The Lifestyle of the Native People

The voyage encountered diverse mix of tribes in their different socio-economic structures. A tribe notably mentioned by Columbus was the Indians. These people were a combination of different sub -tribes, and they spanned the island of the Greater and Lesser Antilles. In the Bahamas, the crew also came across Tainos. This culture constituted Eastern, Western and Classic Tainos. Basing on the recent findings, Columbus Journal (2014), the natives were spread all over in both small and large troops of Caribbean with the Tainos dominating the landscape.

The sailor also noted the uniqueness of culture of the American people. For instance, the classic Tainos were exceptional tribe that relied on agriculture, hunting and fishing. In Cuba, Hispanics and Puerto Rico, the crew realized that the Chiefs were governing the villages. The role of the leader was to oversee the political and social functions of the community. There was no gender disparity as both women and men were eligible for the position of becoming the area chief. Few villages grouped together to form one loosely organized district governed by one of the community leaders. The current political system of the United States is comparable to the Taino government structure of that time.

 

Lauri Lebo’s Conclusions about the Validity of Intelligent Design

The case “God and Darwin” focuses on the challenge that emanates from a balanced coverage of a court case whereby the trial is about science. Lauri Lebo argues the presence of scientific flaws following a story she covered. The case Kitzmiller v. Dover Area School District involved a school board against 11 parents. The parents went to court as the ninth graders were required to read a statement that included evolution among the theories with intelligent design. The intelligent design embodies explanations of the development of earth and origin of life (Lancaster 29). It is not the duty of Lebo to be objective as she has to give credibility of the competing scientific theories. For this reason, she had to do more in-depth coverage and show the difference between the editor’s standpoint and her own. The editors were concerned about the beliefs of the community they served which led them to have a different perspective as Laura Lebo. Reporters are expected to give their standpoints for the two parties at trial. Hence, Lebo was qualified to insert her views and conclusions to the coverage.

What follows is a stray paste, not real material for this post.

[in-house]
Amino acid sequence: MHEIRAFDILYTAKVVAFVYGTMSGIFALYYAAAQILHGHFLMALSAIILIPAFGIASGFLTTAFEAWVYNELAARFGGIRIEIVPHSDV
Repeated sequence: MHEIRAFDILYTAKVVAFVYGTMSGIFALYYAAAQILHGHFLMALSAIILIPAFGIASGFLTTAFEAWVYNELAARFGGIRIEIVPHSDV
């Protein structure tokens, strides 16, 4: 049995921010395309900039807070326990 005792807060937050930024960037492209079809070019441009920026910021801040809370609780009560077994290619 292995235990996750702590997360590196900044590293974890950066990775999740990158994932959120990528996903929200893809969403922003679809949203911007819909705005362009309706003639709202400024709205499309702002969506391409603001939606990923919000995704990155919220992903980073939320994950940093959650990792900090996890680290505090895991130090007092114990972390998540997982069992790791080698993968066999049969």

Lebo’s Options Regarding Behe’s Testimony

While giving his testimony, Behe conceded under cross-examination by giving irreducible complexity examples. The words by Behe cannot be mistaken for a conclusion that the evolution mechanisms have led to irreducible complexity. Despite conceding under cross-examination, the evolution mechanisms have partially tried to give explanations regarding irreducible complexity concerning exaptation. Behe never mentioned that irreducible complexity was attributable to exaptation as he comes out, in the end, showing skepticism towards exaptation as a variable. Further, exaptation is dominated by speculation and cannot be subject to testing which brings forth his standpoint that exaptation cannot be unfalsified (Sulloway 182). Lebo’s viewpoint lies mainly on the bias present in science, but Behe does not come to a definite conclusion as there is a gap which emanates from the inability to falsify exaptation. For this reason, Laura Lebo owes the defense the same benefit of doubt that the judge does. Behe failed to mention if exaptation was a known process and, thus, we cannot conclude that it results in building complex systems.

Stakes of the York Daily Regarding Intelligent Design

The primary concern about the Kitzmiller v. Dover Area School District case was whether the York Daily would treat intelligent design equal to evolution or not. The perception of the readers of the York Daily would determine the stakes of the readership company.  If the York Daily considers the intelligent design equal to evolution, religious leaders will view the company as biased. Ultimately, a section of the readers comprising mainly of religious people would be alienated affecting the readership of the media house reports. On the other hand, not treating intelligent design equal to evolution means there would be a controversy (Cleaves 32). Lebo afterward accepted intelligent design to be taught in school to ensure fairness of competing theories. Lebo’s standpoint at the end was different from that which she held in the beginning. Thus, the failure of the York Daily to consider intelligent design equal to evolution even after the reporter covering the story had come to terms with the findings would mean otherwise. Therefore, for the purpose of student’s biology education, intelligent design should be considered equal to evolution.